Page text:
By Rafiq Raji, PhD
Increasing foreign interest, hopes up for failed banks,
Regardless, Kenyan banks are looking to spread their wings. With Ethiopia beginning to open up on the back of reforms by youthful prime minister Abiy Ahmed, for instance, KCB plans to join forces with a bank there to exploit opportunities in a market with a population twice that of Kenya; according to Reuters in July. KCB could instead choose to expand its current representative office into a bigger standalone business, however. In another vein, Stanbic Bank has gone into partnership with the Industrial and Commercial Bank of China (ICBC) to offer credit card services to what could be as many as 60,000 Chinese visitors this year. Another foreign bank with designs on Kenya is JP Morgan, an American bank. Also, struggling Chase Bank, in receivership for a little over two years now, is getting $60 million in new money from SBM Holdings, a banking group in Mauritius. The new SBM Bank Kenya Ltd would only shave off 75 percent of Chase Bank’s assets and liabilities, however. SBM is also invested in Fidelity Commercial Bank, which it bought in May 2017. Imperial Bank, another failed bank, may also be out of the doldrums soon, as Diamond Trust Bank (DTB) is set to acquire its “good” assets. Dubai Bank, the third bank put in recievership in the wake of revelations about fraud, under-reporting of loans, and myriad malpractices, was not so lucky; having been liquidated instead. Furthermore, as part of a broader privatisation programme, which would see the sale of at least 23 parastatals, the Kenyan government plans to sell its controlling stakes in Consolidated Bank, National Bank and Development Bank to private investors.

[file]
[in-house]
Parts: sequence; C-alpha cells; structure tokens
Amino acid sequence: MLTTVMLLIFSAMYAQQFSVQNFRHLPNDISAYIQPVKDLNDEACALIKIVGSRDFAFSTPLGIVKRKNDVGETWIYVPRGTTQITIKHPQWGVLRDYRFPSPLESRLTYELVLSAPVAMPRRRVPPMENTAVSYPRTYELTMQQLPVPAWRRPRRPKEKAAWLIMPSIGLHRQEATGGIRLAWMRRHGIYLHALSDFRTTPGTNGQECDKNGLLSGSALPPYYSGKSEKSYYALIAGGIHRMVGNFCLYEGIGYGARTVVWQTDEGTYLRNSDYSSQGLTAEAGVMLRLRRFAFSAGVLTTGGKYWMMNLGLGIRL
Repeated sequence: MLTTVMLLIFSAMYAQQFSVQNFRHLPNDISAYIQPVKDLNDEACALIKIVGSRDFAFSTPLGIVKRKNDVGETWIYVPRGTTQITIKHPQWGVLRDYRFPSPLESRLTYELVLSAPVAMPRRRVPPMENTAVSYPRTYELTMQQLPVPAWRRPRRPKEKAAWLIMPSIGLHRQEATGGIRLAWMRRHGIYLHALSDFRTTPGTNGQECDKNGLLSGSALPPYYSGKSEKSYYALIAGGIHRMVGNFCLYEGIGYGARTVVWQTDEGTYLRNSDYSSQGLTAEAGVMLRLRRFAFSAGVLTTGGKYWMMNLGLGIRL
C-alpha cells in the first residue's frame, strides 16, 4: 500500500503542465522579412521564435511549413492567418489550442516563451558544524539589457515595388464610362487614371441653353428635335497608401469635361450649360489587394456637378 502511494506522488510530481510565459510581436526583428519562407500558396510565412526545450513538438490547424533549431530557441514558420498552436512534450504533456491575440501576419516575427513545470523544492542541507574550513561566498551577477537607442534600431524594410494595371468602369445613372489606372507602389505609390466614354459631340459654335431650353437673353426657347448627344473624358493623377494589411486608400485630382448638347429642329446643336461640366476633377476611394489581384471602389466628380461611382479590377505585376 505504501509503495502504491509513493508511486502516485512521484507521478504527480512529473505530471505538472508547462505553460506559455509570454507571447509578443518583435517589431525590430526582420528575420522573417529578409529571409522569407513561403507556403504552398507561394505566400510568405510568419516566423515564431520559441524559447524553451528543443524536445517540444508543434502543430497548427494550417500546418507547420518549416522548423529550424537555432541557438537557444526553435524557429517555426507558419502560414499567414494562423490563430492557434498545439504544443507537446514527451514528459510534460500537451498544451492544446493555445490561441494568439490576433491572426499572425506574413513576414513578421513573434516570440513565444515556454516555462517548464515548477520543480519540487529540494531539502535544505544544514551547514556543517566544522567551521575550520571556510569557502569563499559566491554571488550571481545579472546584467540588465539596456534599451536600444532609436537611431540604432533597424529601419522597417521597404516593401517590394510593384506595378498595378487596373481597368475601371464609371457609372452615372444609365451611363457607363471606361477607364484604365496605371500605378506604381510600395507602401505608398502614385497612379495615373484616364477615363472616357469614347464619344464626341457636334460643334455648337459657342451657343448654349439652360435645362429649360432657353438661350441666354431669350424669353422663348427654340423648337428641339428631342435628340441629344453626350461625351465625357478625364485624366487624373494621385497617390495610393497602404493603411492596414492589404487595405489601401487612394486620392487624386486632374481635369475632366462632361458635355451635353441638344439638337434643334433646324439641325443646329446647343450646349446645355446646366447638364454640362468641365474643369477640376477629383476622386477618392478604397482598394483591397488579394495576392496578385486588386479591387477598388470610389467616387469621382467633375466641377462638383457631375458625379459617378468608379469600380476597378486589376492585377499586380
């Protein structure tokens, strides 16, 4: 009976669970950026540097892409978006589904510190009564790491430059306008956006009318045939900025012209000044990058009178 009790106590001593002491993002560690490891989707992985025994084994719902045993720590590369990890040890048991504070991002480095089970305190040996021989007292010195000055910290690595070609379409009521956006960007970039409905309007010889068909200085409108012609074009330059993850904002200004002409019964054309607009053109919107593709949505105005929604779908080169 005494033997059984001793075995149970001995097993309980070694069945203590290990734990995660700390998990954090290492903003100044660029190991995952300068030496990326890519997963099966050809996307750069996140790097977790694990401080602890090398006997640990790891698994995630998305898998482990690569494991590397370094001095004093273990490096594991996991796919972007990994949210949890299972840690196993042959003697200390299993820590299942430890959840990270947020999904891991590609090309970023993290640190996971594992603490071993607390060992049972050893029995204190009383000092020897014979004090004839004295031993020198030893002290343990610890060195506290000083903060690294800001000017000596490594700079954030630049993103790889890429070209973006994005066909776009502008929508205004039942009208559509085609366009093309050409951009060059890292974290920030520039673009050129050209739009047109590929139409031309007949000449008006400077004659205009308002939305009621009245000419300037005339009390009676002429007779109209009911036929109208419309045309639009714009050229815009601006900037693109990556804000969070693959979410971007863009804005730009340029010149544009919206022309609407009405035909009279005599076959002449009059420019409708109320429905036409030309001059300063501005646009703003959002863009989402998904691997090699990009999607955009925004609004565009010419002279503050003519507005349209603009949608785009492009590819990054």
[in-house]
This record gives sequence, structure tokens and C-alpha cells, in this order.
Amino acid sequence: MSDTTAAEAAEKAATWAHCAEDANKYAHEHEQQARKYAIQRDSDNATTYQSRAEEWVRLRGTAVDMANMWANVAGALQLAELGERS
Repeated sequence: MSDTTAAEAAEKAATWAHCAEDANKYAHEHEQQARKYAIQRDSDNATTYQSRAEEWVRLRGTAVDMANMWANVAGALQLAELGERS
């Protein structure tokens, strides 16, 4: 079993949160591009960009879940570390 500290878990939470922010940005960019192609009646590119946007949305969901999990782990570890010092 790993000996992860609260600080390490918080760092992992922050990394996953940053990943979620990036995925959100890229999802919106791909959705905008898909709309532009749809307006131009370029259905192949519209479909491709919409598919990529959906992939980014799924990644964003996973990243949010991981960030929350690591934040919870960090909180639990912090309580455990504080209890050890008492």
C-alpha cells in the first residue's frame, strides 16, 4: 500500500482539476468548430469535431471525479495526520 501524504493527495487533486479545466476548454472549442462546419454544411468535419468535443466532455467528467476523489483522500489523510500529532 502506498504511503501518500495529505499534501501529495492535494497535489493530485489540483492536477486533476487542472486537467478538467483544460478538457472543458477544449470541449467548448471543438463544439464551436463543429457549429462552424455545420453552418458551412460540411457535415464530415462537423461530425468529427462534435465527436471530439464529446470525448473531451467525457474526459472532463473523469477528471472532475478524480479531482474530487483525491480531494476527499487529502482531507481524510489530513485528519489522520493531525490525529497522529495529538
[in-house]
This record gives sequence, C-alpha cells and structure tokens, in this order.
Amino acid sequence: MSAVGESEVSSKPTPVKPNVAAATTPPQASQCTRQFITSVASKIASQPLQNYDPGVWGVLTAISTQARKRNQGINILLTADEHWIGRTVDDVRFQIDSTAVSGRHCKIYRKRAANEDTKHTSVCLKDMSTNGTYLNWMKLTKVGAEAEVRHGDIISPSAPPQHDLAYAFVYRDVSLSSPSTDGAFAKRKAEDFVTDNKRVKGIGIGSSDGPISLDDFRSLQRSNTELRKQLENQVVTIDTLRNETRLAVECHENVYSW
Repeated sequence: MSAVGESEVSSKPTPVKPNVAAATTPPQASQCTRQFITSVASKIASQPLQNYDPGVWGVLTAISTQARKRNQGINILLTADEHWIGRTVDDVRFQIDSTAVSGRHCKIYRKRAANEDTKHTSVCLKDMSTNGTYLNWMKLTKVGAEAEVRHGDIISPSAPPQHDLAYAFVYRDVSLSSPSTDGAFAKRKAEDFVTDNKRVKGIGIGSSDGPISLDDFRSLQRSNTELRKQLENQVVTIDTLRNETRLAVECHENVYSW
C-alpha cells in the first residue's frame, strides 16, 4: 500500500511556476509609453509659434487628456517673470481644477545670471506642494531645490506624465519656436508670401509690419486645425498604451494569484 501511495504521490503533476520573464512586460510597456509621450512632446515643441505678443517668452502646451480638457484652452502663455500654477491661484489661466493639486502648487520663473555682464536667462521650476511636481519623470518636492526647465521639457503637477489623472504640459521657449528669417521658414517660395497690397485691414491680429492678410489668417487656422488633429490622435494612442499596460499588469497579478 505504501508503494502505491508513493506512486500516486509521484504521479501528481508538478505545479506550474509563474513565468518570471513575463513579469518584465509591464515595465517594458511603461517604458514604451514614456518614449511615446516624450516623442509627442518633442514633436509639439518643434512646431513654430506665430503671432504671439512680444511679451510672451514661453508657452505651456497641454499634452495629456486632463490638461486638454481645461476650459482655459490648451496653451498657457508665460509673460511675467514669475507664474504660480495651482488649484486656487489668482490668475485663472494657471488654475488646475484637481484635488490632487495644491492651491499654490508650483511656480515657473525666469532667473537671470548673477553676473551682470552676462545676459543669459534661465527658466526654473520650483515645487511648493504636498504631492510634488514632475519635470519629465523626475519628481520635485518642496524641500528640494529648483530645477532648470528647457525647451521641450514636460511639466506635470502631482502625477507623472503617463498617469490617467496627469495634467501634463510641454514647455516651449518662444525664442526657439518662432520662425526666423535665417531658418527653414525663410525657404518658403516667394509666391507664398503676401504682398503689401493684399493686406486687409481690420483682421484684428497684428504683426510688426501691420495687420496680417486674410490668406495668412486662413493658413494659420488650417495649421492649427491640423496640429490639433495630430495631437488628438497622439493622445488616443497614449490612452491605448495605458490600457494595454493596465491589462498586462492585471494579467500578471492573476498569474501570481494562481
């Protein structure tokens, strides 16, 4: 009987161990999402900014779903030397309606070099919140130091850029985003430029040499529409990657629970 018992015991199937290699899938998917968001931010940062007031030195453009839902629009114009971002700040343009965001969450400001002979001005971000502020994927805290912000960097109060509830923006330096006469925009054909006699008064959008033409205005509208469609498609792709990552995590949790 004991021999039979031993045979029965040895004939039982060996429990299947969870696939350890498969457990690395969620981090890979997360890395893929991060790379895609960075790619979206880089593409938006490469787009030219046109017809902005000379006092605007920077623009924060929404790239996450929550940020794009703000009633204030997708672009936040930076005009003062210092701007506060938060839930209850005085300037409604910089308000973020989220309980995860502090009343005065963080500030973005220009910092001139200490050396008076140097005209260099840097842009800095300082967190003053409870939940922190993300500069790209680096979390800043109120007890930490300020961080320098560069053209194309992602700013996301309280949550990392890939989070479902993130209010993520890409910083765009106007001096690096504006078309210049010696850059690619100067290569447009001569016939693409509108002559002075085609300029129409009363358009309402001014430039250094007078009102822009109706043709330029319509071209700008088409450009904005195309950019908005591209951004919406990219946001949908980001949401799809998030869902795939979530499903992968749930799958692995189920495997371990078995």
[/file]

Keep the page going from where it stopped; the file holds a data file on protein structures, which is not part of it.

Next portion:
NPLs to peak
Non-performing loans have been ascendant, rising to 10.1 percent of gross loans in 2017 from 4.6 percent in 2012. In an early July research note, Moody’s, a rating agency, suggests NPLs would peak this year on the back of an improving economy and more successful loan recovery efforts. Already at 11 percent of loans in March, it could come close to 12 percent before year-end if current constraining regulations and conditions do not improve much, though. Christos Theofilou, vice president and senior analyst at Moody’s, summarizes the situation as follows: “Operating conditions are improving in Kenya, with real GDP growth forecast to rise to 5.6% this year as business confidence returns and agriculture recovers following last year’s drought. [Thus] we expect credit growth to also rebound, but remain low due to tighter bank lending criteria.” Moody’s optimism is underpinned by improving infrastructure, a budding oil and gas industry, a youthful population bulge, and fintech. Still, it sees private sector credit growth remaining below 5 percent in 2018. A major reason is the constraining lending rate cap, which has inadvertently led to a greater shift by banks towards government securities, and a further crowding out of the private sector. In any case, there is probably a conflict of interest for the government in regard of the interest rate cap law. While on the face of it, the authorities’ aim is to make credit cheaper and more accessible, a needy government seems to be the ultimate beneficiary; as banks empty their risk buckets in its favour. Little wonder, Kenyan banks remain quite profitable. And if Moody’s view is on the money, they are likely to remain so; maintaining “an average return on assets close to 3.2%.”
An edited version was published in the Q3 2018 issue of African Banker magazine
Also published in my BusinessDay Nigeria column (Tuesdays). See link viz. https://www.businessdayonline.com/columnist/rafiq-raji/article/stopthekillings-kenya-recent-banking-trends-outlook-2/